Charity for wounded soldiers received almost £550,000 in donations in a year but spent just £15,000 on helping those in need, it has emerged.
Afghan Heroes shelled out almost £500,000 on fundraising in 2012 and paid its eight full-time and 16 part-time staff £190,479.
However, just £15,153 was handed over to ex-service personnel and their families to assist with life after the conflict in Afghanistan.
The charitys bank accounts have now been frozen by the Charity Commission while an investigation takes place.
Members of the commission met Afghan Heroes trustees in October to discuss their worries and said that they were looking into the significant risk to, and potential loss of, the charitys funds or other property.
A spokesperson added: The commission has not yet formed any conclusions and will continue to consider what other regulatory actions it should take.
Conservative MP and former defence secretary Liam Fox has quit as a patron of the charity, citing a breakdown in trust stemming from being kept in the dark about the inquiry.
However, charity founder Denise Harris defended its spending and claimed most of the activities during an incredibly busy period were taken on by her husbandand herself.
We are working with the Charity Commission to resolve this issue and ensure the best interests of recovering personnel are uppermost, she added.
Mrs Harris set up the charity in 2009 after the death of her soldier son.
They employ a Blackpool company to do the collecting - Prize Promotions. The collectors are all employed by them. I don't think much of the collected cash ends up with the charity.
I complained to the charity about an aggressive and ill informed collector and was referred straight away to Prize Promotions.
Seems to me a well intended idea has gone off track.
I do have a problem with the proliferation of different charities that all have their overheads and costs.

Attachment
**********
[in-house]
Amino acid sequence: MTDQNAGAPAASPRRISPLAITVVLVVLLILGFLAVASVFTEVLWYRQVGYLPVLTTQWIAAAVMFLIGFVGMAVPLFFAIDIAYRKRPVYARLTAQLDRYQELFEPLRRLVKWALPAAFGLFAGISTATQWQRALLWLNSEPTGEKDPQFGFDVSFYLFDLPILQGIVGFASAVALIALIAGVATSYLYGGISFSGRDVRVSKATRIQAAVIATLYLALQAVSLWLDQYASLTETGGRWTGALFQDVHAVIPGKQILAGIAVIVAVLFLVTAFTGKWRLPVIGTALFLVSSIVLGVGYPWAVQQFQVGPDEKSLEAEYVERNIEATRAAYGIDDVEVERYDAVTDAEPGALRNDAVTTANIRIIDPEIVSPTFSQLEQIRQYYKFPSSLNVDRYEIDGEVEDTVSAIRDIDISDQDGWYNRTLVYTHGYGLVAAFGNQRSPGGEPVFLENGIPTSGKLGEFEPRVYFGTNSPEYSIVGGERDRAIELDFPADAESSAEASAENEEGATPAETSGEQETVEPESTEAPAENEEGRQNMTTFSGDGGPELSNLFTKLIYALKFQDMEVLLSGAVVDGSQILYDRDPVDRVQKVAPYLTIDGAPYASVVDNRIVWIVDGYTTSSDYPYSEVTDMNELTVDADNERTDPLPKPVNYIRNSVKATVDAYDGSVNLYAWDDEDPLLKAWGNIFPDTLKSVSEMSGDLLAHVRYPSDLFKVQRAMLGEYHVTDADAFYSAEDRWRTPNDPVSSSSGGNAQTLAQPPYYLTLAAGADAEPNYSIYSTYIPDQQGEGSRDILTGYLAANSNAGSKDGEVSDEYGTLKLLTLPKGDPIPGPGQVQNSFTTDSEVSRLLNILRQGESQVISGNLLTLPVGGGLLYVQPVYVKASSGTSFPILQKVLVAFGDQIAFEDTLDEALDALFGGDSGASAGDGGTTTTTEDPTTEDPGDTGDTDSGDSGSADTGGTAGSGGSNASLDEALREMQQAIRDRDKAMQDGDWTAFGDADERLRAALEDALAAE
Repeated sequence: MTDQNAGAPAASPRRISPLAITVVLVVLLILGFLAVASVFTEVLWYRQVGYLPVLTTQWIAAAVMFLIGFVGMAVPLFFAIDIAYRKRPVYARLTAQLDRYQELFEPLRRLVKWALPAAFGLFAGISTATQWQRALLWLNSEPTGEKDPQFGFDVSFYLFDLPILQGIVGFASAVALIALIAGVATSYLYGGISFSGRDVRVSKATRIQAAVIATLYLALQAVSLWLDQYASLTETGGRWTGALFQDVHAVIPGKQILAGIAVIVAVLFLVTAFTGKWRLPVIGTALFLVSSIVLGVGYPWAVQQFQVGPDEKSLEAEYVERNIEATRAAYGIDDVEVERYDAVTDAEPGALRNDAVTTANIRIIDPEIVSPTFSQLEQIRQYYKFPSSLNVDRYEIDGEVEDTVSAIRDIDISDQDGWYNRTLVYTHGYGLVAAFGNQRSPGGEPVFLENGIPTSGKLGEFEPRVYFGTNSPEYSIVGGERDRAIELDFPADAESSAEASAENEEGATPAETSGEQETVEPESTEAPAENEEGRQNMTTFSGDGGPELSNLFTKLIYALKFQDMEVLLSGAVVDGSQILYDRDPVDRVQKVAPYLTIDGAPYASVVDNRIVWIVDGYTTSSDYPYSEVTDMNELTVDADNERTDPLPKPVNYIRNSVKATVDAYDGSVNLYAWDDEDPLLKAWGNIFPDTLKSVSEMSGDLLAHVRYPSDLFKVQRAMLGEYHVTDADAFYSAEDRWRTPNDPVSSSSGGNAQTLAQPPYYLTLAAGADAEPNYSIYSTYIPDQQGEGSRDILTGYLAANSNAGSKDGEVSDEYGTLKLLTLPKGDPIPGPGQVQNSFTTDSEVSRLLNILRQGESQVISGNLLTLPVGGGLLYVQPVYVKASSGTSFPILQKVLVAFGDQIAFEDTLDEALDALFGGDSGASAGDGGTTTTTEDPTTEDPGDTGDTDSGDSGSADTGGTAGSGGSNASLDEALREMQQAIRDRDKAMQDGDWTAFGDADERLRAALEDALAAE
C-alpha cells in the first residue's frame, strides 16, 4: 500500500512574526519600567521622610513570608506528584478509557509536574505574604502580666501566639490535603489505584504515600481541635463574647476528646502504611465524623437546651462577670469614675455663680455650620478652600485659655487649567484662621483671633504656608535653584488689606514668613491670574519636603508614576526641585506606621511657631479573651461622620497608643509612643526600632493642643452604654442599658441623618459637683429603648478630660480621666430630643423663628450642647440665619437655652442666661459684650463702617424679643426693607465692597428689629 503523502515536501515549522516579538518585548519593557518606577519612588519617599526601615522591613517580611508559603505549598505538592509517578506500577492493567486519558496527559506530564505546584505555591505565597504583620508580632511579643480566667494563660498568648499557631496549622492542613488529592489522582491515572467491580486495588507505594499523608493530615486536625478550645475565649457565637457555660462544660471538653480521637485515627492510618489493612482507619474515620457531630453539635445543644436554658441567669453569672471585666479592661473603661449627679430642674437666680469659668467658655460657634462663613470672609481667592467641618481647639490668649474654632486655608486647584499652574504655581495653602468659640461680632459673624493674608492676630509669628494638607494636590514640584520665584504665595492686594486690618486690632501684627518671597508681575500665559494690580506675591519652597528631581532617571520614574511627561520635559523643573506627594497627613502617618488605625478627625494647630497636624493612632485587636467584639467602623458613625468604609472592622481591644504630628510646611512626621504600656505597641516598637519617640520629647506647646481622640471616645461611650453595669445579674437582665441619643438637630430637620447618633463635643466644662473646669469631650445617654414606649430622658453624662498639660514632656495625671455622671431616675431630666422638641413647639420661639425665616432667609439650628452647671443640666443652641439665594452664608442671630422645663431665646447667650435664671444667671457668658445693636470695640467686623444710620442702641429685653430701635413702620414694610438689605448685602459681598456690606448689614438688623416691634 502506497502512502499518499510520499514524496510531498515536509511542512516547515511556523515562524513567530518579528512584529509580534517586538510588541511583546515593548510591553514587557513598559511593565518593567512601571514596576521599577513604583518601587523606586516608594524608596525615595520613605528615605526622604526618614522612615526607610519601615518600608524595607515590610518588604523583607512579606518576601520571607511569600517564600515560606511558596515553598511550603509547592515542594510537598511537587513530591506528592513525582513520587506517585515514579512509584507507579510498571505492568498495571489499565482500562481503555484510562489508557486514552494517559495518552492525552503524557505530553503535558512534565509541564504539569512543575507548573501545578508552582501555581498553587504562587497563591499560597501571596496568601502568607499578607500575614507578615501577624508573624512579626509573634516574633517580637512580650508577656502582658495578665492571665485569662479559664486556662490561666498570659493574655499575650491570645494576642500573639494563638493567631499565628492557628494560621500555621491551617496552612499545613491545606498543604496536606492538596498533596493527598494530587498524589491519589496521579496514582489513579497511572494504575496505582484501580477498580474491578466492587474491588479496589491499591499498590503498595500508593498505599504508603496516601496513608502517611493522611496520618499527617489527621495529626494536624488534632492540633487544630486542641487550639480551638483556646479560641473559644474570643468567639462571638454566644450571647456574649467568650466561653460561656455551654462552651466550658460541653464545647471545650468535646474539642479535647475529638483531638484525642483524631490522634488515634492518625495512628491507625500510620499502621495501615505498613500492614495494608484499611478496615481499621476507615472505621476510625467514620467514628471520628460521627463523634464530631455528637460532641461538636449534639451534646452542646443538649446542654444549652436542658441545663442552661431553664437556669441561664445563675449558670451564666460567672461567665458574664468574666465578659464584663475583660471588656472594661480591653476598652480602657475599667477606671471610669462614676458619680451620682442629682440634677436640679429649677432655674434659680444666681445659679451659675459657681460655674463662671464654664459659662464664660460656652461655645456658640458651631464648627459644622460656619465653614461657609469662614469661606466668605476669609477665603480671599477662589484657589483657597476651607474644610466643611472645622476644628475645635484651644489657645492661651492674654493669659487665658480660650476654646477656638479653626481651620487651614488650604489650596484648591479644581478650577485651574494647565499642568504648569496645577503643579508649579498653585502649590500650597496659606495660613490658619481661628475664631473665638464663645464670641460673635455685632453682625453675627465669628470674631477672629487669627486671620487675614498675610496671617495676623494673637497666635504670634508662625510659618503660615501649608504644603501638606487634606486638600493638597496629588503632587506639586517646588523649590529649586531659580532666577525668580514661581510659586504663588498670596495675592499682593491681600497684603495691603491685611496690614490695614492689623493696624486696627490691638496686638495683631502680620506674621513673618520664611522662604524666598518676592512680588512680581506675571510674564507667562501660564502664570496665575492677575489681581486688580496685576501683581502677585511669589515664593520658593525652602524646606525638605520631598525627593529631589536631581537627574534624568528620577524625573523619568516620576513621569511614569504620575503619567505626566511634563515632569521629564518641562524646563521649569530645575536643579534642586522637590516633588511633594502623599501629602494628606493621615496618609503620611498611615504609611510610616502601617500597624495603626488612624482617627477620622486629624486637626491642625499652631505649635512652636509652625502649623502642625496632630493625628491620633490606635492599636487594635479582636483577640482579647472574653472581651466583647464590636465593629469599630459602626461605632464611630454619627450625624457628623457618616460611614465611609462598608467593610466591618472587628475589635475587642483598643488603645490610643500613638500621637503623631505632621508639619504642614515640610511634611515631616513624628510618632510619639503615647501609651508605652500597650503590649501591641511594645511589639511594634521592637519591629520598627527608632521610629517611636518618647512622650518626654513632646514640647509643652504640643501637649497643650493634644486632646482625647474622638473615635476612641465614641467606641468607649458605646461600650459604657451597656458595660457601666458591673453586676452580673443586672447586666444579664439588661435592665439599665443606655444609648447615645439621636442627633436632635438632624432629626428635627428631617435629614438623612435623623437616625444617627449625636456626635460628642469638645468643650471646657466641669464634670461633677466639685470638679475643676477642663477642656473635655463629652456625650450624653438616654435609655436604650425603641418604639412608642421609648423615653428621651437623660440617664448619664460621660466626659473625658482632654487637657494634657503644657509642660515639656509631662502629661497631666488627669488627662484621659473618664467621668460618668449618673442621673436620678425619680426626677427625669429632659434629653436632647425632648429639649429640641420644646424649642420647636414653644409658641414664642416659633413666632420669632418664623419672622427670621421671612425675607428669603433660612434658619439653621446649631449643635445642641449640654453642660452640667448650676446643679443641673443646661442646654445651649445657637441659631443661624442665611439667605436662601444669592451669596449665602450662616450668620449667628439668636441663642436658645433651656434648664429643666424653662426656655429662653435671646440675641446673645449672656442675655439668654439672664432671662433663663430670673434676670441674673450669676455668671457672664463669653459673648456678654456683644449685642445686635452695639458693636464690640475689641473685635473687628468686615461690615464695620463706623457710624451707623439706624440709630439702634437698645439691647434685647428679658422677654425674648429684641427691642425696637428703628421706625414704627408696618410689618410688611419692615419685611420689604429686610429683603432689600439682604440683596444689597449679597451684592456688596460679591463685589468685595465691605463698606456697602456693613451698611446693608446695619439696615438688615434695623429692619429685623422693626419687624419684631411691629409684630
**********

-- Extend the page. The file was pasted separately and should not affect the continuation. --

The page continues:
If they could be set up under the umbrella of a well established charity I think a better outcome would be possible.
Ms Harris said in a statement: “The charity was set up in 2009 when my son died while serving in Afghanistan and is run by a very small team, with most activities undertaken by myself and my husband. In the past year we have opened our first retreat for service personnel in Somerset, which has five bedrooms that are currently fully occupied. Full financial disclosure and access to our records has been made to the Charity Commission, which will report in due course. We have tried to act properly and within the regulations at all times.
What does 'Encouraging people to donate money' entail? I thought that was more interesting than the wage bill, which only seems 'staggering' in its paucity.
I thought Afghan Heroes seemed one of the more trustworthy of the clutch of forces' charities which appeared in the wake of the huge success of Help for Heroes. I wonder how some of the others' account books look.
It's a shame Dr Fox couldn't have used his influence to get these people- who obviously had good intentions- better advice instead of bailing, conveniently just as association with the forces looks like becoming less fashionable...
ITV news has now picked up on this and quoted the Charity Commission
Somerset veterans charity, Afghan Heroes, is being investigated amid concerns about its management and low levels of charitable expenditure.The Charity Commission says it's opened a statutory inquiry into the charity, based in Ashcott.
It was set up to help serving armed forces personnel and their families, and to relieve suffering among former members of the armed forces.
The charity also uses the working name True Heroes.
The regulator contacted the charity in September 2013 about how much income was spent on charitable activities and various payments to companies connected to some of the trustees.
It met with the trustees in October 2013 and says the trustees have been unable to allay its concerns.
After opening the inquiry, the Commission has acted using legal powers to restrict the charity's and its trading subsidiaries' bank accounts and the transactions they may conduct, so that the trustees cannot make payments from the accounts or dispose of property without the consent of the Commission.
In taking these steps, the Commission has considered carefully how to mitigate any impact of its regulatory action on the charity's beneficiaries and its trading activities.
The trustees were informed on Friday 13 December that the inquiry had been opened, of the regulatory action that had been taken and that this would be made public this week.
The Commission has not yet formed any conclusions and will continue to consider what other regulatory actions it should take.
It sounds like Chuggers (aka charity muggers). A lot of money is raised by street collections these days. You can out-source the collection to a professional agency, which will charge for its services. Typically the collectors are paid an hourly rate to sign up people to a direct debit donating funds to the charity. This is expensive in the short term (wages for the collectors) and only works long term if the direct debits are not cancelled.